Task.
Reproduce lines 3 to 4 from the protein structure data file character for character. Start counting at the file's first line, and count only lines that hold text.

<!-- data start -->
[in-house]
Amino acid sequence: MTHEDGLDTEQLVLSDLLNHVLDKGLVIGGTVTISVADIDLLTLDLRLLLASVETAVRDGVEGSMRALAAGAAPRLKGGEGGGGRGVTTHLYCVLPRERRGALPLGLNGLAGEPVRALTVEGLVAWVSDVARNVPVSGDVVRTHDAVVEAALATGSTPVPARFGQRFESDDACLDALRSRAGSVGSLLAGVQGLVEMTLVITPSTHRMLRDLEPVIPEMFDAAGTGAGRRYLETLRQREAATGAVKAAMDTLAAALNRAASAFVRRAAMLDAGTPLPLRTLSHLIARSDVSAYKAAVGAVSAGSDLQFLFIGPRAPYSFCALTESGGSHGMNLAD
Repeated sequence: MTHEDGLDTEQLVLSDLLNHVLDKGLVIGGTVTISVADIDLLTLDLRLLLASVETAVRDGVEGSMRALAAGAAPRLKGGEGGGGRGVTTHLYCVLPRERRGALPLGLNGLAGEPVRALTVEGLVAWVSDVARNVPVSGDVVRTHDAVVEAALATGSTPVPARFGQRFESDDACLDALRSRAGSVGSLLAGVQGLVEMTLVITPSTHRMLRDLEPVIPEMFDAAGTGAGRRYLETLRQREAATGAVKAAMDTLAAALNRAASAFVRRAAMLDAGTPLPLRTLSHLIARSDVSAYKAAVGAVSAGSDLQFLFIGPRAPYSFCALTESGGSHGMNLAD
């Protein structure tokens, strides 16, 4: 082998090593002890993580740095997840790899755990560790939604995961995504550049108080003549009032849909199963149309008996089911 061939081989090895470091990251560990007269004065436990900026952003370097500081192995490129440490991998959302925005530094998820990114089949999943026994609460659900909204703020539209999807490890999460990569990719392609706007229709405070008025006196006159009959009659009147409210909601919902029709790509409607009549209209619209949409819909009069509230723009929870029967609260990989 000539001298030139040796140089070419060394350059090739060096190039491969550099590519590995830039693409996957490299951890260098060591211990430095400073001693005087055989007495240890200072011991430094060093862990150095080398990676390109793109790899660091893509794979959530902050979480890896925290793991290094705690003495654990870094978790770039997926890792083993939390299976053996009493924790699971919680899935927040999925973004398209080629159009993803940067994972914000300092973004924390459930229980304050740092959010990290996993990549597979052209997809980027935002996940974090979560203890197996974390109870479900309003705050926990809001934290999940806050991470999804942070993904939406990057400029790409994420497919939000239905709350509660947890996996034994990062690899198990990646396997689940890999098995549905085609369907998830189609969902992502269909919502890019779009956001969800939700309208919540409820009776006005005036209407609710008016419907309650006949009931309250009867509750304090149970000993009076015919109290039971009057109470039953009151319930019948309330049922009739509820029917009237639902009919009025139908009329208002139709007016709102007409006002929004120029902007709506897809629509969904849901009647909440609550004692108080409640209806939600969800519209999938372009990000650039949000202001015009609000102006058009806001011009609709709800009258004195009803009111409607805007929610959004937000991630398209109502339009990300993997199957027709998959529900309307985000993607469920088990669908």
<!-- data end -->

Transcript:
Repeated sequence: MTHEDGLDTEQLVLSDLLNHVLDKGLVIGGTVTISVADIDLLTLDLRLLLASVETAVRDGVEGSMRALAAGAAPRLKGGEGGGGRGVTTHLYCVLPRERRGALPLGLNGLAGEPVRALTVEGLVAWVSDVARNVPVSGDVVRTHDAVVEAALATGSTPVPARFGQRFESDDACLDALRSRAGSVGSLLAGVQGLVEMTLVITPSTHRMLRDLEPVIPEMFDAAGTGAGRRYLETLRQREAATGAVKAAMDTLAAALNRAASAFVRRAAMLDAGTPLPLRTLSHLIARSDVSAYKAAVGAVSAGSDLQFLFIGPRAPYSFCALTESGGSHGMNLAD
């Protein structure tokens, strides 16, 4: 082998090593002890993580740095997840790899755990560790939604995961995504550049108080003549009032849909199963149309008996089911 061939081989090895470091990251560990007269004065436990900026952003370097500081192995490129440490991998959302925005530094998820990114089949999943026994609460659900909204703020539209999807490890999460990569990719392609706007229709405070008025006196006159009959009659009147409210909601919902029709790509409607009549209209619209949409819909009069509230723009929870029967609260990989 000539001298030139040796140089070419060394350059090739060096190039491969550099590519590995830039693409996957490299951890260098060591211990430095400073001693005087055989007495240890200072011991430094060093862990150095080398990676390109793109790899660091893509794979959530902050979480890896925290793991290094705690003495654990870094978790770039997926890792083993939390299976053996009493924790699971919680899935927040999925973004398209080629159009993803940067994972914000300092973004924390459930229980304050740092959010990290996993990549597979052209997809980027935002996940974090979560203890197996974390109870479900309003705050926990809001934290999940806050991470999804942070993904939406990057400029790409994420497919939000239905709350509660947890996996034994990062690899198990990646396997689940890999098995549905085609369907998830189609969902992502269909919502890019779009956001969800939700309208919540409820009776006005005036209407609710008016419907309650006949009931309250009867509750304090149970000993009076015919109290039971009057109470039953009151319930019948309330049922009739509820029917009237639902009919009025139908009329208002139709007016709102007409006002929004120029902007709506897809629509969904849901009647909440609550004692108080409640209806939600969800519209999938372009990000650039949000202001015009609000102006058009806001011009609709709800009258004195009803009111409607805007929610959004937000991630398209109502339009990300993997199957027709998959529900309307985000993607469920088990669908």